Emily Tan
Jun 15, 2016

Marketing and comms learning to get along: PR360Asia

Digital has brought the once rival departments together and marketing and communications professionals are learning from each other says first panel at PR360Asia.

Marketing and comms learning to get along: PR360Asia

While many firms have seen the need to restructure their marketing and communications departments into a single unit for some years now, it hasn't all been smooth sailing, as the first panel discussion at today's PR360Asia conference revealed. 

The industry's top regional annual event kicked off this morning at the JW Marriott Hong Kong with more than 260 registered delegates and top speakers from communications and public relations.

"It does take some internal balancing with marketing," said Caren Lee, regional director of corporate affairs for Asia-Pacific at Citi. Marketing, she continued, tends to look at everything from a "very direct-ROI perspective" and focuses on "low-cost, high-effectiveness". 

"I want to do a campaign, I want to push this product, to sell credit cards... we have to be the voice that says social media is not a direct marketing or advertising platform," said Lee. 

For fellow panelist Michelle Saddington, brand marketing and communications director for financial services APAC at EY, the top frustration with integration has less to do with marketing and more to do with getting all stakeholders to agree to upgrade legacy systems.

"The holy grail is to get a structure that will help us get to market in a more integrated way," she said. "It's a challenge to convince the internal powers that be to upgrade systems so they are more commercially savvy, more intelligent and deliver better analytics on customers. We've got old systems where CRM is not talking to the digital infrastructure, where clickthrough-rates on social media campaigns aren't measured directly. There's a lot of work to do in the background to get analytics to tie up, and it's frustrating because it's hugely time consuming."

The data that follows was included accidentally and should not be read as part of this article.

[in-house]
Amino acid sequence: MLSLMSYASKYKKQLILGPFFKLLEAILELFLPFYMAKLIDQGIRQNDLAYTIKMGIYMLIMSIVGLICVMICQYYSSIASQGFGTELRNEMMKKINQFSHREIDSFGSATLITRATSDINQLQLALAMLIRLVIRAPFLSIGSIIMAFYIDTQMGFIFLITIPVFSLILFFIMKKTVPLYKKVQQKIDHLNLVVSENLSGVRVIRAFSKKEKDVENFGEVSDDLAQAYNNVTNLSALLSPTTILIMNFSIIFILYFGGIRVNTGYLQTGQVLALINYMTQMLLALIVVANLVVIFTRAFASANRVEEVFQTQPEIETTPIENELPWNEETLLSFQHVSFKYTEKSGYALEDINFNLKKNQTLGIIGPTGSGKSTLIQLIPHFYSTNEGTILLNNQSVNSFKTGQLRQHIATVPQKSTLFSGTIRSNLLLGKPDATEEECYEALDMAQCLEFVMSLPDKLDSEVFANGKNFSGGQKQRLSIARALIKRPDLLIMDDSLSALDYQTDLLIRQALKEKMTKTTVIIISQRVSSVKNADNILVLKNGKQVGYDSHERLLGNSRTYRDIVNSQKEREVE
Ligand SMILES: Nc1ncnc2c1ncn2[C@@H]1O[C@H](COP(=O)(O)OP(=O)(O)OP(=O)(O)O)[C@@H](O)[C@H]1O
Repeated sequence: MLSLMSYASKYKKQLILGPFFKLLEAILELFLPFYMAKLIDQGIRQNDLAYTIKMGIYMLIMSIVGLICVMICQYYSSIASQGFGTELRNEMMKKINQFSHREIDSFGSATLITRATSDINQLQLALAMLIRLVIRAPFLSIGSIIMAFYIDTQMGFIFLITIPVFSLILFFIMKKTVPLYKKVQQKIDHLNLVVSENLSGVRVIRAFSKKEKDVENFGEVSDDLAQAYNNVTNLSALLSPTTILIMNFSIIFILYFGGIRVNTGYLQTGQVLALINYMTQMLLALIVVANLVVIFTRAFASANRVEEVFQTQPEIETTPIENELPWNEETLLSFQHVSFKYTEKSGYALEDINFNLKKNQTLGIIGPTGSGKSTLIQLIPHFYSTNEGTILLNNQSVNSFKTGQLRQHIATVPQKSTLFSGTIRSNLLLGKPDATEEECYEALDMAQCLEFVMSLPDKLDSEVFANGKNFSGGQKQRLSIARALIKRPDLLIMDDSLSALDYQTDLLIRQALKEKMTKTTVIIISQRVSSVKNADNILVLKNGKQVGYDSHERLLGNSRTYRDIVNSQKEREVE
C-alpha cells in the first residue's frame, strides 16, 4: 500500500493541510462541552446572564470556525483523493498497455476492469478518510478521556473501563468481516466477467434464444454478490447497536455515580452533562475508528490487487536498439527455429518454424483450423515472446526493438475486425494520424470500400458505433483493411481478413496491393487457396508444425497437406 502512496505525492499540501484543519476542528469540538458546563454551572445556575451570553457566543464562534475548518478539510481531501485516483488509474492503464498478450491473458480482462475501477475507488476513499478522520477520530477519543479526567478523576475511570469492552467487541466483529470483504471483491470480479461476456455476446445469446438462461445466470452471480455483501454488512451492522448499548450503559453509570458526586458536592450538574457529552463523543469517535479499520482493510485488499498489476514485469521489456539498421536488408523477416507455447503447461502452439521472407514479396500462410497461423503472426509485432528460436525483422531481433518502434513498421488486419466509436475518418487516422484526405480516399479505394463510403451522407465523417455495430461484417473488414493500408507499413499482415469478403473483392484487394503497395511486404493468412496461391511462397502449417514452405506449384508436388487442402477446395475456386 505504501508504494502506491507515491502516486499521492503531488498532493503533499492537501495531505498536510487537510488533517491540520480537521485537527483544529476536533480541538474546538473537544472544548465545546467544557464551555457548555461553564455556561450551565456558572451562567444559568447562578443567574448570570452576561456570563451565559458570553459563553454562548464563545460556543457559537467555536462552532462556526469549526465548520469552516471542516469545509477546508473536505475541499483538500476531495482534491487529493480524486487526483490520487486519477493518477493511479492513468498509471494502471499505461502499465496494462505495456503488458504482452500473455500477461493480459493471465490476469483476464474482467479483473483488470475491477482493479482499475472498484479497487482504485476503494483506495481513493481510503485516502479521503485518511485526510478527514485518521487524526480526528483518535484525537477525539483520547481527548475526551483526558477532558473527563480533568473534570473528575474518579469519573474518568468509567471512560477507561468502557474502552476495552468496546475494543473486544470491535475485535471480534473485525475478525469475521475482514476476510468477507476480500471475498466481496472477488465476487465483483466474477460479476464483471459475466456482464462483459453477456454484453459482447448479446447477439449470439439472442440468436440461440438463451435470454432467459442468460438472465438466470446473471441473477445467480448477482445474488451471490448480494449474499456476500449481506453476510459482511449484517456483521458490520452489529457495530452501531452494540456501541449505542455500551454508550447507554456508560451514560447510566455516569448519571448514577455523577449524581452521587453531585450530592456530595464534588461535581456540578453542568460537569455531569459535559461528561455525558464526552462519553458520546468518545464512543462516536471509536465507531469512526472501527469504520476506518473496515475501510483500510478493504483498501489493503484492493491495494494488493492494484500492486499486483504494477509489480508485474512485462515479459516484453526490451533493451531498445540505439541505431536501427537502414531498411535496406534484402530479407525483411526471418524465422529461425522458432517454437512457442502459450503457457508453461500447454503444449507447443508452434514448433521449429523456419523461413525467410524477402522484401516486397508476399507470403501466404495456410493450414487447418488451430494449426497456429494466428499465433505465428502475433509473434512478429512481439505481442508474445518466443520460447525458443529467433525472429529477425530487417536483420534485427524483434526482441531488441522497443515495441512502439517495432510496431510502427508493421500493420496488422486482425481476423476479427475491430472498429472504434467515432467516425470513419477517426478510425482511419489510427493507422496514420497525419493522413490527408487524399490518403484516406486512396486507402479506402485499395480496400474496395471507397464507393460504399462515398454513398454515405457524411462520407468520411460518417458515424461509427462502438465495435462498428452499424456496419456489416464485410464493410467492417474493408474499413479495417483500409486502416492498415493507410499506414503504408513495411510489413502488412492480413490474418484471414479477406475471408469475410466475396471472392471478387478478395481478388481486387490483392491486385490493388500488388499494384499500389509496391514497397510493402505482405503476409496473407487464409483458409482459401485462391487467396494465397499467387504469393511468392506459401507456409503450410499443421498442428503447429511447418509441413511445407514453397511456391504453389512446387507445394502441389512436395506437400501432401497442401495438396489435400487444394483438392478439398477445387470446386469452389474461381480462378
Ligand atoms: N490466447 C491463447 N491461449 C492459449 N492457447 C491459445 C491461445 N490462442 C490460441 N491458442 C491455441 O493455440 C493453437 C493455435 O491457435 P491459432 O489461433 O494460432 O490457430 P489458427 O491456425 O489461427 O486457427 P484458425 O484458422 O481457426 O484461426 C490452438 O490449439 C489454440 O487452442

However it is important, she added. "When a customer visits our site, we want the site to know what they've read, what events they've attended, and can recommend more content to them, and feed information back to the sales team so they have a lead," Saddington said. "That's the future. That's where we want to get. But it's frustrating to achieve on a global level."

All this is complicated by a slowing economy, contributed Catherine Peng, VP of PR and communications at VW Group China. "Forget about big amounts of money going into PR and communications," she said. "We have to do things differently." 

Peng added that the change has been good for the team as stronger ROI and KPI requirements have led to stronger crisis and event management across all teams. "The truth is integration is key," she said. "We belong to different teams, but the efforts have to be integrated for the brand."

It has helped effectiveness overall to have marketing and communications on the same team, according to Saddington. "When I joined 15 years ago, when we tried to prove our internal worth to the organisation, we'd often end up competing with our own internal departments," she said. "This caused confusion for clients and duplication errors. When we merged the teams together, we stripped out a lot of structural waste and resources."

Other benefits have been better career paths for individuals in both teams, she added. "PR has learnt new skills and now has a broader remit."

Follow the conference throughout the day on Twitter, and tune in tonight for the presentation of the PR Awards Asia for 2016. We'll be live-tweeting and then sending the full winner list to bulletin subscribers as soon as the event concludes.  

(This article first appeared on CampaignAsia.com)

Source:
Campaign India